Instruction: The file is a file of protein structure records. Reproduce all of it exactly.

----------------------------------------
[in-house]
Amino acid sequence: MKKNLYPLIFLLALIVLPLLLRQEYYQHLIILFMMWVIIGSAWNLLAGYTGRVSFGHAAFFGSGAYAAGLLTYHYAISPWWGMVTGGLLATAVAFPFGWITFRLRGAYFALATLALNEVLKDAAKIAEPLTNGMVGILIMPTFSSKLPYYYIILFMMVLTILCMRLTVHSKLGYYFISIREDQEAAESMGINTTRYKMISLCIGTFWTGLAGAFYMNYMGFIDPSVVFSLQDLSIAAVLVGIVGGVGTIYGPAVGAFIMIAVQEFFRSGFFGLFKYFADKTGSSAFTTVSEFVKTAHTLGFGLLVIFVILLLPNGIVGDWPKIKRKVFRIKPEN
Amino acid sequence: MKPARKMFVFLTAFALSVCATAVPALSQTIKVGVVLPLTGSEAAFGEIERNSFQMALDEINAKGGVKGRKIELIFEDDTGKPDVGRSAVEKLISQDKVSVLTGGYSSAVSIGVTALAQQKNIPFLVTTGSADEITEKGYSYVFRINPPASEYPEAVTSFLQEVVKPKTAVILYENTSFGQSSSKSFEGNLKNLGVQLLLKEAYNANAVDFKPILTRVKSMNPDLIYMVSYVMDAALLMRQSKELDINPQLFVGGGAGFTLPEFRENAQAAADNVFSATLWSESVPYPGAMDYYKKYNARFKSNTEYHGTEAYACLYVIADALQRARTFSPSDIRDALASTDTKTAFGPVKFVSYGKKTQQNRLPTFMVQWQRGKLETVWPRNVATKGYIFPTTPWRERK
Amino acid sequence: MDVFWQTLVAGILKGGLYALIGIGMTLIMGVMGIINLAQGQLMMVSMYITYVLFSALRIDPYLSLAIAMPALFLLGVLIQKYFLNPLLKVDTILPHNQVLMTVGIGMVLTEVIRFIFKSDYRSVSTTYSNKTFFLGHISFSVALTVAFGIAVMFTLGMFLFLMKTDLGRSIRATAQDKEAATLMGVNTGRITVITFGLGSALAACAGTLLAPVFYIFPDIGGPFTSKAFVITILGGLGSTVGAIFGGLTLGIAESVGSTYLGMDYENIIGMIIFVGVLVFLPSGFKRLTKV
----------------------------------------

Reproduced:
[in-house]
Amino acid sequence: MKKNLYPLIFLLALIVLPLLLRQEYYQHLIILFMMWVIIGSAWNLLAGYTGRVSFGHAAFFGSGAYAAGLLTYHYAISPWWGMVTGGLLATAVAFPFGWITFRLRGAYFALATLALNEVLKDAAKIAEPLTNGMVGILIMPTFSSKLPYYYIILFMMVLTILCMRLTVHSKLGYYFISIREDQEAAESMGINTTRYKMISLCIGTFWTGLAGAFYMNYMGFIDPSVVFSLQDLSIAAVLVGIVGGVGTIYGPAVGAFIMIAVQEFFRSGFFGLFKYFADKTGSSAFTTVSEFVKTAHTLGFGLLVIFVILLLPNGIVGDWPKIKRKVFRIKPEN
Amino acid sequence: MKPARKMFVFLTAFALSVCATAVPALSQTIKVGVVLPLTGSEAAFGEIERNSFQMALDEINAKGGVKGRKIELIFEDDTGKPDVGRSAVEKLISQDKVSVLTGGYSSAVSIGVTALAQQKNIPFLVTTGSADEITEKGYSYVFRINPPASEYPEAVTSFLQEVVKPKTAVILYENTSFGQSSSKSFEGNLKNLGVQLLLKEAYNANAVDFKPILTRVKSMNPDLIYMVSYVMDAALLMRQSKELDINPQLFVGGGAGFTLPEFRENAQAAADNVFSATLWSESVPYPGAMDYYKKYNARFKSNTEYHGTEAYACLYVIADALQRARTFSPSDIRDALASTDTKTAFGPVKFVSYGKKTQQNRLPTFMVQWQRGKLETVWPRNVATKGYIFPTTPWRERK
Amino acid sequence: MDVFWQTLVAGILKGGLYALIGIGMTLIMGVMGIINLAQGQLMMVSMYITYVLFSALRIDPYLSLAIAMPALFLLGVLIQKYFLNPLLKVDTILPHNQVLMTVGIGMVLTEVIRFIFKSDYRSVSTTYSNKTFFLGHISFSVALTVAFGIAVMFTLGMFLFLMKTDLGRSIRATAQDKEAATLMGVNTGRITVITFGLGSALAACAGTLLAPVFYIFPDIGGPFTSKAFVITILGGLGSTVGAIFGGLTLGIAESVGSTYLGMDYENIIGMIIFVGVLVFLPSGFKRLTKV